Australia's prime minister has point-blank refused to say whether his country's authorities paid people smugglers to turn around their boat holding dozens of asylum seekers, who were eventually rescued by Indonesian authorities after they became stranded.
In an interview with 3AW Radio on Friday, Tony Abbott was asked numerous times to confirm if the allegations were true.
The asylum seekers said they were trying to reach Australia by boat when they were turned back at sea by Australian authorities in late May, Indonesian police told Al Jazeera.
Their boat then became stranded off Rote Island, near West Timor, northwest of Australia, where they were rescued by island authorities.
This week, however, Indonesian authorities said they were investigating allegations that the captain and five crew members of the boat were each paid $5,000 by an Australian immigration official to return to Indonesia.
"We don't comment on operational matters but we are determined to ensure that illegal boats don't get to Australia," Abbott told 3AW Radio.
"What we do is we stop the boats by hook or by crook because that's what we've got to do and that's what we've successfully done.”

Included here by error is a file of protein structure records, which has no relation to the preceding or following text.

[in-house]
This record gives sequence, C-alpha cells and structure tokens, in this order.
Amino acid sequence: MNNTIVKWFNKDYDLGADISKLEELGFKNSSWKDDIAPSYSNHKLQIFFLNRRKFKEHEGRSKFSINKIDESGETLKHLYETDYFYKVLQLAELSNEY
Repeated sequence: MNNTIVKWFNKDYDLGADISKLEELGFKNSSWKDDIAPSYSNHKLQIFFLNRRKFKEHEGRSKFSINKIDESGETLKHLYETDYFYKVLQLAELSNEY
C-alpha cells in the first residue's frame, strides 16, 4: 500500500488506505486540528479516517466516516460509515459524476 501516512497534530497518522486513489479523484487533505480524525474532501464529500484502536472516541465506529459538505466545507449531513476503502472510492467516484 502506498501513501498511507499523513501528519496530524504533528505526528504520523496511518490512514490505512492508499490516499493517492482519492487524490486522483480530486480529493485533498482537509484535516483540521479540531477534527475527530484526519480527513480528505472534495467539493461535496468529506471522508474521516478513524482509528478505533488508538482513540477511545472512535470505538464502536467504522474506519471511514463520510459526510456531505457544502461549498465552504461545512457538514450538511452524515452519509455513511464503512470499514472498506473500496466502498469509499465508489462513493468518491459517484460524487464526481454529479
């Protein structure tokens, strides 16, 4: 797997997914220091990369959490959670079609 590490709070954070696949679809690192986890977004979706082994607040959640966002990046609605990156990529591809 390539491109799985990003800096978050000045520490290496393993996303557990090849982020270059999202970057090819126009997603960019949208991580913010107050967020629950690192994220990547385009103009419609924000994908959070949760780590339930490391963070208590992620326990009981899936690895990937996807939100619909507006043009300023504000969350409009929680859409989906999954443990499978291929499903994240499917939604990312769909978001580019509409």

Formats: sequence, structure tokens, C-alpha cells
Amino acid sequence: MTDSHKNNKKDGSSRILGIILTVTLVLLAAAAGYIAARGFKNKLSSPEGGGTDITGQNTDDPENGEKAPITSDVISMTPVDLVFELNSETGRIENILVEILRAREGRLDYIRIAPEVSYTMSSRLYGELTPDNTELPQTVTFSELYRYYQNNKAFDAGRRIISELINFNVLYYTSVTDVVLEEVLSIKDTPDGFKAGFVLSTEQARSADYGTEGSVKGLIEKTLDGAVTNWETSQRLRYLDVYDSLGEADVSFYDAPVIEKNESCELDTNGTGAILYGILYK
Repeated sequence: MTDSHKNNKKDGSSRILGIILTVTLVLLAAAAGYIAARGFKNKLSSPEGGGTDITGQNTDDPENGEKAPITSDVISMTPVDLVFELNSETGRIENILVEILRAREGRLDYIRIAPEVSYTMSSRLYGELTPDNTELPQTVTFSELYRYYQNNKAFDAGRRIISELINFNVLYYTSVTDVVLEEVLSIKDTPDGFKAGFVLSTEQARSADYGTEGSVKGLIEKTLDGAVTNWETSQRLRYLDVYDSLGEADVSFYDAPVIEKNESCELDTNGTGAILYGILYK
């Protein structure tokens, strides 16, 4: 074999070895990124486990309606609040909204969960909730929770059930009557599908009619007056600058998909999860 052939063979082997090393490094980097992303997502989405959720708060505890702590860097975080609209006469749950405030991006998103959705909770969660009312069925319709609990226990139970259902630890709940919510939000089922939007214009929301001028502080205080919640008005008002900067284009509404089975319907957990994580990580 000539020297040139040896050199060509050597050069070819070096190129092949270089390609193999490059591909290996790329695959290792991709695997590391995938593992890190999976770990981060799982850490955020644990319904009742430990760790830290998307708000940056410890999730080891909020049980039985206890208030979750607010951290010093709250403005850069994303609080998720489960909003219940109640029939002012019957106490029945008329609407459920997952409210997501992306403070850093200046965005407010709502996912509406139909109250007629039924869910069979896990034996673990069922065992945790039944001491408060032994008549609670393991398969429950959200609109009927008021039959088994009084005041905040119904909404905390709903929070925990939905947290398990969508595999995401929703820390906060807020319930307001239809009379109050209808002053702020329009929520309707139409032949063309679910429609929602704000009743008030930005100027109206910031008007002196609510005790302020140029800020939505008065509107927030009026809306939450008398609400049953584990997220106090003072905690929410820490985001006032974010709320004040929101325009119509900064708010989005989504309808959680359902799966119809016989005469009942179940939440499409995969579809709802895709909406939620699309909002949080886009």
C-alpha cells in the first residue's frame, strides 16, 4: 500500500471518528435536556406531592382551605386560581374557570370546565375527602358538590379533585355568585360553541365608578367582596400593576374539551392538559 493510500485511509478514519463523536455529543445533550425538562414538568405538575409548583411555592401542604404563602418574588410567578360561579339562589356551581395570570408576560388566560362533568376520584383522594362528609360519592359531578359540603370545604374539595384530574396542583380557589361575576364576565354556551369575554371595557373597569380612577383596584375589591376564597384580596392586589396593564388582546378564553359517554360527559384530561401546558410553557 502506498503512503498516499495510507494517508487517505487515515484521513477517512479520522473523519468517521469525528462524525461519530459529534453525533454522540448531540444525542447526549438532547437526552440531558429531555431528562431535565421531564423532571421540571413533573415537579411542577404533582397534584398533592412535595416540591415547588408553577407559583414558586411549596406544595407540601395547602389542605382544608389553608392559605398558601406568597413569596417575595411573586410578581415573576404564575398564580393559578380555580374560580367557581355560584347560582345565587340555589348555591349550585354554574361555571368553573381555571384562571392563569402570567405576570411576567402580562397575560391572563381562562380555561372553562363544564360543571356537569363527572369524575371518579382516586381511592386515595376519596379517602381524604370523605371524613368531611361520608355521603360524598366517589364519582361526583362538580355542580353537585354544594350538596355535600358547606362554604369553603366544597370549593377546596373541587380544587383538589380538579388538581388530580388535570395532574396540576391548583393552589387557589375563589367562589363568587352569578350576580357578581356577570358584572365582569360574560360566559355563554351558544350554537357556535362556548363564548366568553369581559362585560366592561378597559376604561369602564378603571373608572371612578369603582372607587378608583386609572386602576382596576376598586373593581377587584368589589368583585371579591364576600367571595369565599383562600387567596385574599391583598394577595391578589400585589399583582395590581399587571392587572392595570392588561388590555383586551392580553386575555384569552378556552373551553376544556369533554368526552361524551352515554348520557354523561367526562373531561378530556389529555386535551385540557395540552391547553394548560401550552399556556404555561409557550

Abbott also refused to say if the Australian government would look into the allegations.
"What we are doing is saving lives at sea, we are defending our national sovereignty, we are protecting our country from the evil trade of people smuggling and ... we will do what is necessary to keep our country safe and to keep this evil trade stopped," he said.
He said later he would not reveal any details of his government's border-protection policies "because I'm not in the business of implicitly or explicitly giving information to people smugglers.”
Arrmanatha Nasir, Indonesia's foreign ministry spokesman, said on Thursday that if the claims against Australia were correct "we would truly regret that something like this could happen.”
Abbott's conservative government has long criticized what it calls the "evil" people-smuggling trade, so confirmation of government-endorsed payments to people smugglers could provide plenty of political capital to its opponents.
David Manne, executive director of the Australian Refugee and Immigration Legal Center in Melbourne, told Al Jazeera that Abbott's latest comments appear to show that the government was willing to act "without moral consideration.”
"This 'whatever it takes' approach is an unacceptable approach for a country signed up to the refugee convention," Manne said.